Wednesday, February 10, 2010

Documentation: A Matter of Life and Death

It's not likely that a responsible government agency or company would prepare sloppy documentation for a life and death undertaking, such as decommissioning a nuclear warhead. But what about the thousands of companies doing business in China that have farmed out their user manuals for consumer products to non-English speakers? These companies have disseminated untold millions of items into the U.S. market with poorly written user and assembly instructions. Is this a matter of life and death?

Ask Robert and Susan Cirigliano, whose six month old son was smothered when he was caught in the drop-down panel of his Chinese-manufactured crib. Mr. and Mrs. Cirigliano told their horrendous story to the House Committee on Energy and Commerce, Oversight and Investigations, in Washington on January 21, 2010. Their son is one of at least 43 children who have died in cribs with faulty drop-down panels, and the Consumer Product Safety Administration is now overseeing a recall of over 1.5 million possibly defective cribs.

As Rep. Bart Stupak (D-MI) noted during the hearings, the cribs are even more dangerous when they are improperly assembled, and they are improperly assembled when distributed with poorly written instructions, which is often the case--especially when companies cut corners by hiring writers who are not native English speakers.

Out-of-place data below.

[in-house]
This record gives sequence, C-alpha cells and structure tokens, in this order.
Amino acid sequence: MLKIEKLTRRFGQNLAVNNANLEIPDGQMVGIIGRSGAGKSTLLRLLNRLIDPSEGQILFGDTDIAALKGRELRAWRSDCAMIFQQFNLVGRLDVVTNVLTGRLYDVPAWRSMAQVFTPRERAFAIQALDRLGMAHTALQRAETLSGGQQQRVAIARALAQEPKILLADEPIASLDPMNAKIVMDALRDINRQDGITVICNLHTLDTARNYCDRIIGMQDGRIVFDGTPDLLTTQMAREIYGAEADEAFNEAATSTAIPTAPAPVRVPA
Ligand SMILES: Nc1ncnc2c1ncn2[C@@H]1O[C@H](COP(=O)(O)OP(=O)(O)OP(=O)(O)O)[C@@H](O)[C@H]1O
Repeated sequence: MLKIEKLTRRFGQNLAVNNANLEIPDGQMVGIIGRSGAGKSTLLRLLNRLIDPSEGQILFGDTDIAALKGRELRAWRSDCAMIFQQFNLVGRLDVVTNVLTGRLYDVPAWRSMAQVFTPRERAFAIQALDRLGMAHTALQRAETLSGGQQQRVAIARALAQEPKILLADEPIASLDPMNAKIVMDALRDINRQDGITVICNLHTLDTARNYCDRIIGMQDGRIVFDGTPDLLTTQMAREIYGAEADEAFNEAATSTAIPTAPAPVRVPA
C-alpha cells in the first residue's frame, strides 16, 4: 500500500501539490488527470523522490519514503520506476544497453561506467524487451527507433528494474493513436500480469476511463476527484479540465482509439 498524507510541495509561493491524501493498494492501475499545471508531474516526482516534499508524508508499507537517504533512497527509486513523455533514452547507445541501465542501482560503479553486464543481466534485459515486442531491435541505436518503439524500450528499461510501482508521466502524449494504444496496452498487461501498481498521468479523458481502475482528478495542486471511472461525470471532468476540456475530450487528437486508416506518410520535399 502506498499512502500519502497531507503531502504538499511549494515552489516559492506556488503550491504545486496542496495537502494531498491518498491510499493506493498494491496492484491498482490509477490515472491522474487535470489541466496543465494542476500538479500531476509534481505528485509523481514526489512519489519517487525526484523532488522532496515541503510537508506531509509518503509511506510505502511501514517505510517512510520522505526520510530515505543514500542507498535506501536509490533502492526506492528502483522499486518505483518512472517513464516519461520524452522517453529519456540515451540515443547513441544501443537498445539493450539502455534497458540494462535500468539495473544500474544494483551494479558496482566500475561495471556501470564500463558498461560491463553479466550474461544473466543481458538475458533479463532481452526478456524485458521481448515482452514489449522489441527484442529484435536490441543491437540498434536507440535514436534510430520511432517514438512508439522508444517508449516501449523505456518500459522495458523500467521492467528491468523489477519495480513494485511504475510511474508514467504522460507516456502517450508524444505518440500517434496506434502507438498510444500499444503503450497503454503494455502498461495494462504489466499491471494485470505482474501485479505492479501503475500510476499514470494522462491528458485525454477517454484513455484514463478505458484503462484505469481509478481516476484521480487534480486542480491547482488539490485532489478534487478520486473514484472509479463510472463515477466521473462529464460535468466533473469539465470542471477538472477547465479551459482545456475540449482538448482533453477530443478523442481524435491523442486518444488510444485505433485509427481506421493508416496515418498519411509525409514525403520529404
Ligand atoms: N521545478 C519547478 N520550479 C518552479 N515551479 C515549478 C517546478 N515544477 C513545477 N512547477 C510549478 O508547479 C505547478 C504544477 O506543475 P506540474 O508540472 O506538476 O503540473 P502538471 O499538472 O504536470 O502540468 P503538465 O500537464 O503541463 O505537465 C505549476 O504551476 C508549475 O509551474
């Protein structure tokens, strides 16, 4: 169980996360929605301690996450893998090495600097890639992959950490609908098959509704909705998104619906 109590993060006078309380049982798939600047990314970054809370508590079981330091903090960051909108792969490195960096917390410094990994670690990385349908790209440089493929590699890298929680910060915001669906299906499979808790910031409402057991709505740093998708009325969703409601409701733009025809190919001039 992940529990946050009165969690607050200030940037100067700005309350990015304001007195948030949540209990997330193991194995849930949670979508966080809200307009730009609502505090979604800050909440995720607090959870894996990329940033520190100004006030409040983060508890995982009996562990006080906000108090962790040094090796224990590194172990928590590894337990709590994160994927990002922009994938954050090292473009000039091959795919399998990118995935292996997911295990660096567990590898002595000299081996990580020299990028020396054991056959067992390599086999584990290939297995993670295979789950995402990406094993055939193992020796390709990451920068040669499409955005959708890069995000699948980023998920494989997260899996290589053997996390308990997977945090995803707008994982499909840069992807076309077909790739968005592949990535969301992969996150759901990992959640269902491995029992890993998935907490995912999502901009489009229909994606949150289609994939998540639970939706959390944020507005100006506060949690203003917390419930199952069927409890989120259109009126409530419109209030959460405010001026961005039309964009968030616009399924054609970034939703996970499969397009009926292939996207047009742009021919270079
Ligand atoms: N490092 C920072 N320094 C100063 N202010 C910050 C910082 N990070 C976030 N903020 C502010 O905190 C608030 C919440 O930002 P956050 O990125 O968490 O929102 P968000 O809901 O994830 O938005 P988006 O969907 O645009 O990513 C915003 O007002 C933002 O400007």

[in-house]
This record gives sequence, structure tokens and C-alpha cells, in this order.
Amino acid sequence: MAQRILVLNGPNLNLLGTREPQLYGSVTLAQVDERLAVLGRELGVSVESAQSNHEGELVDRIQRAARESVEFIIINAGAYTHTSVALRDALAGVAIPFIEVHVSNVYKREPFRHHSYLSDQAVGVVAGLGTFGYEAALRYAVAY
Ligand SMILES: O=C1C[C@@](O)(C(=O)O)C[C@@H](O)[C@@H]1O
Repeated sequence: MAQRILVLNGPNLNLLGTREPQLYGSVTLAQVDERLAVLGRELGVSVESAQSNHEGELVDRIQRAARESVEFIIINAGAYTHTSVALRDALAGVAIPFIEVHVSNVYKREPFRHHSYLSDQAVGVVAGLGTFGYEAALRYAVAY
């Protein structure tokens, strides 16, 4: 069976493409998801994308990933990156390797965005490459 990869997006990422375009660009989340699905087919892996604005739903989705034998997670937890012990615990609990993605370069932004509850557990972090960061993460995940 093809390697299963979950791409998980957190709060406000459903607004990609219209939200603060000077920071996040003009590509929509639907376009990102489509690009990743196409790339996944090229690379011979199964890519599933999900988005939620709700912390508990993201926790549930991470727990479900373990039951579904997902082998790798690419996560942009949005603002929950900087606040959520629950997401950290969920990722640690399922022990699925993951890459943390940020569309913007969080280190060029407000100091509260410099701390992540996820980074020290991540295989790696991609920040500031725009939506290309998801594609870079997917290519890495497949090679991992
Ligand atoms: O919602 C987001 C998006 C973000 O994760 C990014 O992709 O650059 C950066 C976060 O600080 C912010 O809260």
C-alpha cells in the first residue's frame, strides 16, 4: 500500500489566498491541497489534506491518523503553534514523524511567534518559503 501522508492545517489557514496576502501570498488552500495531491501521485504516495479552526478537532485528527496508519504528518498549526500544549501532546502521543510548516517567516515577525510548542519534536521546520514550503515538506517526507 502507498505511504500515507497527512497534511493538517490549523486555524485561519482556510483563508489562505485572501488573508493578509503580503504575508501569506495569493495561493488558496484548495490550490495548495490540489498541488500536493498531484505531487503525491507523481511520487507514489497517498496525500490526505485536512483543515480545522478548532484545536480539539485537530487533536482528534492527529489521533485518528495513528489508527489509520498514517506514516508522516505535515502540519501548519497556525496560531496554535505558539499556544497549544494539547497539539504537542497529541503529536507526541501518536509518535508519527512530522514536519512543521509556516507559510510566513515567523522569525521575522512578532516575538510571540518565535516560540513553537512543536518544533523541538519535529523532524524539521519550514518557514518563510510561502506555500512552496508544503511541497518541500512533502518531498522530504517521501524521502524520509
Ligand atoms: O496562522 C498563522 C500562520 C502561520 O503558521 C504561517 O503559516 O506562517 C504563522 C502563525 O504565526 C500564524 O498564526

The smart company doesn't scrimp on documentation. It's a matter of life and death.

1 comment:

  1. CSC you are so right about this matter. I do not think any one of us reading this account has not had at least one experience with poorly or incorrectly written instructions. And sometimes, like this sad example, it can be a matter of life and death. A word of caution to big companies...put your money where it matters most to consumers on the pages of the instructions as they stand alone with your product in pieces on the floor... once they leave your showroom give them a hand, give them the tools with properly written documentation, matching alphabet guides and exact diagrams which will allow them to "build" a good lasting impression of your product and your company not a devastating one. Write on, CSC!